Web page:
All rights reserved. and computer simulations Copyright © 2005 Prentice Hall. Inc. information models. 2–12 .Quantitative Approach to Management • Quantitative Approach  Also called operations research or management science  Evolved from mathematical and statistical methods developed to solve WWII military logistics and quality control problems  Focuses on improving managerial decision making by applying:  Statistics. optimization models.

All rights reserved. people are the most important asset of an organization • Early OB Advocates  Robert Owen  Hugo Munsterberg  Mary Parker Follett  Chester Barnard Copyright © 2005 Prentice Hall. Inc.Understanding Organizational Behavior • Organizational Behavior (OB)  The study of the actions of people at work. 2–13 .

The Hawthorne Studies • A series of productivity experiments conducted at Western Electric from 1927 to 1932. • Experimental findings  Productivity unexpectedly increased under imposed adverse working conditions.  The effect of incentive plans was less than expected. • Research conclusion  Social norms. Inc. 2–14 . group standards and attitudes more strongly influence individual output and work behavior than do monetary incentives. All rights reserved. Copyright © 2005 Prentice Hall.

All rights reserved. Inc. .The Systems Approach • System Defined  A set of interrelated and interdependent parts arranged in a manner that produces a unified whole. • Basic Types of Systems  Closed systems  Are not influenced by and do not interact with their environment (all system input and output is internal)  Open systems  Dynamically interact to their environments by taking in inputs and transforming them into outputs that are distributed into their environments 2–15 Copyright © 2005 Prentice Hall.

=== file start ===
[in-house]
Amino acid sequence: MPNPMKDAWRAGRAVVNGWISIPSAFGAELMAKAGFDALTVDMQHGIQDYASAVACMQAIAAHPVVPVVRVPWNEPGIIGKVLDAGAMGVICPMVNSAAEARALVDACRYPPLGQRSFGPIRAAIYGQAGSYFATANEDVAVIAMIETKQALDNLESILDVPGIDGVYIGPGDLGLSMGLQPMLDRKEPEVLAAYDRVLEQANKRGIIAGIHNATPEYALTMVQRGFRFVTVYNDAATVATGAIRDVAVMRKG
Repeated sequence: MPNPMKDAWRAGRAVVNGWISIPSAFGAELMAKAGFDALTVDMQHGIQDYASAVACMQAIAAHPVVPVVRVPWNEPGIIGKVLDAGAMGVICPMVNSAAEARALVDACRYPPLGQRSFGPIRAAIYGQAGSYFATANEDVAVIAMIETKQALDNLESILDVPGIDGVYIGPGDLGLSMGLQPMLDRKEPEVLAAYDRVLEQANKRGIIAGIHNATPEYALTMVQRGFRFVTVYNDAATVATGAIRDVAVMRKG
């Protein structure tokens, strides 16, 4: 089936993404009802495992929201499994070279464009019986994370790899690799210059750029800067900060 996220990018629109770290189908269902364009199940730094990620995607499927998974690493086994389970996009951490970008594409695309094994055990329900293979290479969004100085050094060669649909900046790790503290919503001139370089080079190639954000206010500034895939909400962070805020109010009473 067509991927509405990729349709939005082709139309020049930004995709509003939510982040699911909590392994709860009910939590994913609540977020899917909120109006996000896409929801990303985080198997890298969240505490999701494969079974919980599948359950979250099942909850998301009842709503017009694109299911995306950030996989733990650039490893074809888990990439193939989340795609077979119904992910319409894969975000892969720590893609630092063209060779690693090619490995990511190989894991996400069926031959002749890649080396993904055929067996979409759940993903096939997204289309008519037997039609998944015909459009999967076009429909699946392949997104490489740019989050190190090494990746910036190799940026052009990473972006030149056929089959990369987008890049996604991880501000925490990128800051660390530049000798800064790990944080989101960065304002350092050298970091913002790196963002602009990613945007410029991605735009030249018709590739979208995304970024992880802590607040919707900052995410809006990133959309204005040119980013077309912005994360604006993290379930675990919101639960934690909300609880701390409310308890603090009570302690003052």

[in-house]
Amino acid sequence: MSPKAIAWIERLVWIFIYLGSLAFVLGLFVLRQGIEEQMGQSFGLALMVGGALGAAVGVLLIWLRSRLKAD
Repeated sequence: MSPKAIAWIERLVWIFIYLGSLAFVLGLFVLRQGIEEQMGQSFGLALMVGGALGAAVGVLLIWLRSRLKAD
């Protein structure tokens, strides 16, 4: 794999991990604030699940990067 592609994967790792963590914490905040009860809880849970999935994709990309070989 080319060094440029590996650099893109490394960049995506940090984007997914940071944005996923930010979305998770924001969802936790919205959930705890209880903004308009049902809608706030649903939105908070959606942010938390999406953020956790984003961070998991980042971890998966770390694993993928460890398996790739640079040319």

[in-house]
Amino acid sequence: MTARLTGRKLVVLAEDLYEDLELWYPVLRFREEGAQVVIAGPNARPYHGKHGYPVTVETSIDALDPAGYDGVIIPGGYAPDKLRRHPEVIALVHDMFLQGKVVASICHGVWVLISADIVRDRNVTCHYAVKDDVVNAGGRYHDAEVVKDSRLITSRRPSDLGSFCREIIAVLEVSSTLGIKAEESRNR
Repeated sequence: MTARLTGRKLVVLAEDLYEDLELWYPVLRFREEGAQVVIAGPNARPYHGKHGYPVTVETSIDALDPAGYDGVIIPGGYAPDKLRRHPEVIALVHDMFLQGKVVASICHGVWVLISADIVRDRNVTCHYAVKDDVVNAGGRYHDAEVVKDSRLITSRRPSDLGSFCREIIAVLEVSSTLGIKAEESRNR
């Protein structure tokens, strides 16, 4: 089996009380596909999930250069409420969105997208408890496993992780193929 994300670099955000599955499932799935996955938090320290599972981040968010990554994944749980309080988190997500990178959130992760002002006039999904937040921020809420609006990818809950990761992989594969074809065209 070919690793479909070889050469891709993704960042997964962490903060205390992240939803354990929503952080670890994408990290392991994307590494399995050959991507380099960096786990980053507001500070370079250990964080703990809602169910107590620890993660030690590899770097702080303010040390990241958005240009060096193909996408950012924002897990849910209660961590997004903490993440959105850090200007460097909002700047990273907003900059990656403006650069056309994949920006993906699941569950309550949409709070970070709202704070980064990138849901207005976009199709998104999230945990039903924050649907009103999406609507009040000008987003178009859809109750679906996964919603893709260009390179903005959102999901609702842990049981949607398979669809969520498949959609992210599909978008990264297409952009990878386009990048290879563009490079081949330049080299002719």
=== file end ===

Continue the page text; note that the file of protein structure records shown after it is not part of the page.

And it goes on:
Copyright © 2005 Prentice Hall. • Organizations are not self-contained and. therefore.Implications of the Systems Approach • Coordination of the organization’s parts is essential for proper functioning of the entire organization. All rights reserved. must adapt to changes in their external environment. • Decisions and actions taken in one area of the organization will have an effect in other areas of the organization. 2–16 . Inc.

 There is no one universally applicable set of management principles (rules) by which to manage organizations. Copyright © 2005 Prentice Hall. All rights reserved. face different situations (contingency variables). Inc.The Contingency Approach • Contingency Approach Defined  Also sometimes called the situational approach. and require different ways of managing. 2–17 .  Organizations are individually different.